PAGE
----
Alexander Novak, Russia’s top energy official, boasted of the “collapse” of European energy markets. “Winter is coming and a lot of things are hard to predict,” he said.
However, some officials and analysts believe this may have been the week when Moscow’s pressure campaign began to lose steam. An indefinite shutdown of Nord Stream 1, Russia’s gas pipeline, was supposed to be the Kremlin’s big weapon that would send the wholesale price to new stratospheric levels. But on Wednesday, wholesale prices fell below Monday’s level.
“If that’s all, it could mean the end of the show,” said Simone Tagliapietra, senior researcher at the Bruegel think tank in Brussels.
European capitals are increasingly convinced that Europe can get through the winter without serious economic and social upheaval or energy rationing. Von der Leyen said the EU had “weakened the grip that Russia had on our economy and our continent”.
Gas storage in EU facilities stands at 82%, well ahead of the 80% target set by the bloc for the end of October. Member states have diversified their supplies, increasing pipeline imports from Norway, Algeria and Azerbaijan and LNG from the United States and other producers.
Before its invasion of Ukraine, Russia accounted for 40% of EU gas imports, but now just 9%, von der Leyen noted.
“Everyone was waiting [Russia] to get to the Nord Stream shutdown in winter, because winter is when they could maximize the pressure,” Tagliapietra said. “This acceleration of events tells us that the Kremlin probably did not consider the possibility of Europe coming up with such a response.”
An EU official said: “Putin has failed to achieve his goals – our dependence on him has diminished much faster than expected.”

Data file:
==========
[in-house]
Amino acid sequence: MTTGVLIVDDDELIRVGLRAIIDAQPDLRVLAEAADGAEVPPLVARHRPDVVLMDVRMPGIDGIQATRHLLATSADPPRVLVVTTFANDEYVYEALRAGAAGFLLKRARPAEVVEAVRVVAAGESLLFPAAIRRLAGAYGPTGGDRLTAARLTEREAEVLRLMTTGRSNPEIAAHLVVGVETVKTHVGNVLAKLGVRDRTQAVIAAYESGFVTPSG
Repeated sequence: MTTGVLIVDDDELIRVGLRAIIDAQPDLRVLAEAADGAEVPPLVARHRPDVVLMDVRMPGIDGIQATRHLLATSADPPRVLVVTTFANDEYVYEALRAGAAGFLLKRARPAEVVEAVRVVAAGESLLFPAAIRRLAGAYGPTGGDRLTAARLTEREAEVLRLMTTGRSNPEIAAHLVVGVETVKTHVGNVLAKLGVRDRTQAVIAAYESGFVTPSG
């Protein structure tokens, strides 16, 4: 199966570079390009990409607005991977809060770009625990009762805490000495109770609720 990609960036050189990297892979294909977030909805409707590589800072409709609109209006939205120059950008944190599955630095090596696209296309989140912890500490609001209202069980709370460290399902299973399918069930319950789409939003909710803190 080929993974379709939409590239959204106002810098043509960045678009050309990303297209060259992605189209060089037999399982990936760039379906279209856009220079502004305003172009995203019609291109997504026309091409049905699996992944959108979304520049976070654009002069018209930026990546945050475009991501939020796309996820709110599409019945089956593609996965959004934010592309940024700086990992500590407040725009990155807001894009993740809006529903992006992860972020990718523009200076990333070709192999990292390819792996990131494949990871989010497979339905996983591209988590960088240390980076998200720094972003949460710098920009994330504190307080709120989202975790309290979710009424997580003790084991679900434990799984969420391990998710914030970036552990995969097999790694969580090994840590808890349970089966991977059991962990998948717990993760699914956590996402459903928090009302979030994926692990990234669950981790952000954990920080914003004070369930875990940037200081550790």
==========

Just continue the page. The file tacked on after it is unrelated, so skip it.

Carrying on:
Deutsche Bank economists now believe the German economy will contract 3-4% in 2023 instead of 5-6%, with higher-than-expected storage and reduced consumption.
Yet EU leaders are also aware of the pain that will come with soaring energy bills this winter and the rising cost to EU governments of protecting households from exorbitant costs.
“All member states are suffering and they feel it could be a winter of discontent,” the official said.
With inflation expected to remain high next year, consumers are bracing for the biggest hit to living standards in a generation as wages fail to keep pace with prices.
Consumer confidence has fallen to its lowest level since records began in 1974 in the UK and it has plunged to near-record lows in the euro zone. The latest S&P Global PMI, a monthly business survey, showed a contraction in business activity in August in the eurozone and the UK.
The UK economy began to contract in the second quarter and even the latest government aid has not dispelled a possible recession. The European Central Bank now expects the euro zone to stagnate in the last quarter of the year and the first three months of 2023, and contract completely next year in a bearish scenario.
Angel Talavera, head of European economics at Oxford Economics, said it was “inevitable” that governments would come up with bigger support packages.
Roberto Cingolani, Italian Minister for Energy Transition, said: “As long as we are in this terrible situation, it makes sense to have extraordinary measures to protect citizens and businesses”.